Bream takes the reins from Orion Hindawi, co-founder and founding CTO, who remains CEO — a position he claimed from his co-founder and father, David Hindawi, in 2016.
The company has more recently diversified into PC management, so customers can push out software updates and patches, bringing it into competition with giants like Microsoft,
The company, which has raised more than $300 million from venture investors, claims to have large enterprise customers, including all of the top 10 banks, as well as some major government organizations. Orion Hindawi told CNBC that the company manages one network in the Department of Defense with more than 1.5 million endpoints.
The hiring of Bream comes a month after an explosive story from Bloomberg, which reported that Hindawi's brash leadership style has, among other things, led to an exodus of top talent.
Bream told CNBC he was intrigued with
He also joked that the famed motto at Facebook, "move fast and break things" had been revised to "move fast on a stable infrastructure. Ultimately the idea with breaking things is less about causing things to break, more about challenging traditional paradigms."
Hindawi told CNBC that the company is still planning to go public but hasn't filed yet.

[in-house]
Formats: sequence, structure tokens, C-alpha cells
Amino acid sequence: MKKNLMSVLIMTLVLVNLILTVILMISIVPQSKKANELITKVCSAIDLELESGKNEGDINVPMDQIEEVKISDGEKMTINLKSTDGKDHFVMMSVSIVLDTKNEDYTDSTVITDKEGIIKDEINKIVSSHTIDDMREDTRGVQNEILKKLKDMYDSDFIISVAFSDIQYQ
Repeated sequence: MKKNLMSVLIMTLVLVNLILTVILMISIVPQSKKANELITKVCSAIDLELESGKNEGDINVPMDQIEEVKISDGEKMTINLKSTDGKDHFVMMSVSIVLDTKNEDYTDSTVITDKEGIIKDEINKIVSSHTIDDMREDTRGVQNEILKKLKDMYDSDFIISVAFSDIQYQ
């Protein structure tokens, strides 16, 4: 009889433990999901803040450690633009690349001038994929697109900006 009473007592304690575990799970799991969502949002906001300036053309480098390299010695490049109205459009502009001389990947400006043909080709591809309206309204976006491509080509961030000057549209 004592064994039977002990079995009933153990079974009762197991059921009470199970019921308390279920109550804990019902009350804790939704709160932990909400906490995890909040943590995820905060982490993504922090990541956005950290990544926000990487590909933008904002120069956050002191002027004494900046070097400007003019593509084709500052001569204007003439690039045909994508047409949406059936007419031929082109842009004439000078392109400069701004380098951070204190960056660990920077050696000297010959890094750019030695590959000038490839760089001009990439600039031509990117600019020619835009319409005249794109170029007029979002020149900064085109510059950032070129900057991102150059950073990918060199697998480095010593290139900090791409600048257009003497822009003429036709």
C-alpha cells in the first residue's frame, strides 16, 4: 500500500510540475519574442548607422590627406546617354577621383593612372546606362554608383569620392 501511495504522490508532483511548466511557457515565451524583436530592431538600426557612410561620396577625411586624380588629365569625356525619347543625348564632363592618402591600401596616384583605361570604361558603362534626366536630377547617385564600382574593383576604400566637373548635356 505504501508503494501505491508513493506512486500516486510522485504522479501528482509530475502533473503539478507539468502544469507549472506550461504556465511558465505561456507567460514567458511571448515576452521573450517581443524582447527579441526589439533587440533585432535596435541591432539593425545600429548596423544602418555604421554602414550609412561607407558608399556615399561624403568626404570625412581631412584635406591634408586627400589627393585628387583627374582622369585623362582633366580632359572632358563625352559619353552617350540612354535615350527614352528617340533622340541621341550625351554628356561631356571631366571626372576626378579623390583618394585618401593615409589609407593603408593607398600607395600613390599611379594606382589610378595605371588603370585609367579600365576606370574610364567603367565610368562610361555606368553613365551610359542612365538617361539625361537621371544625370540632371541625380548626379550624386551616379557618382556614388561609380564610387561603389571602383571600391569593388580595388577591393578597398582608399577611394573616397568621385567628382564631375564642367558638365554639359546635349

"We realize we're at the growth rate and profitability and heft of revenue where it would be foolish not to be deeply considering this on a constant basis," he said. "I think an IPO is
But he added that the M&A market in tech could also be "really interesting" if Congress passes tax repatriation reform, which would encourage big tech companies to bring home some of the cash they're holding overseas.
Hindawi also said that the WannaCry ransomware attack last week was a huge wake-up call for customers, who could've avoided it by patching their computers — an area that
"We've seen a pretty dramatic increase in large production environments in the last couple of weeks," Hindawi said.
Correction: Tanium's CEO says the company has $300 million in the bank.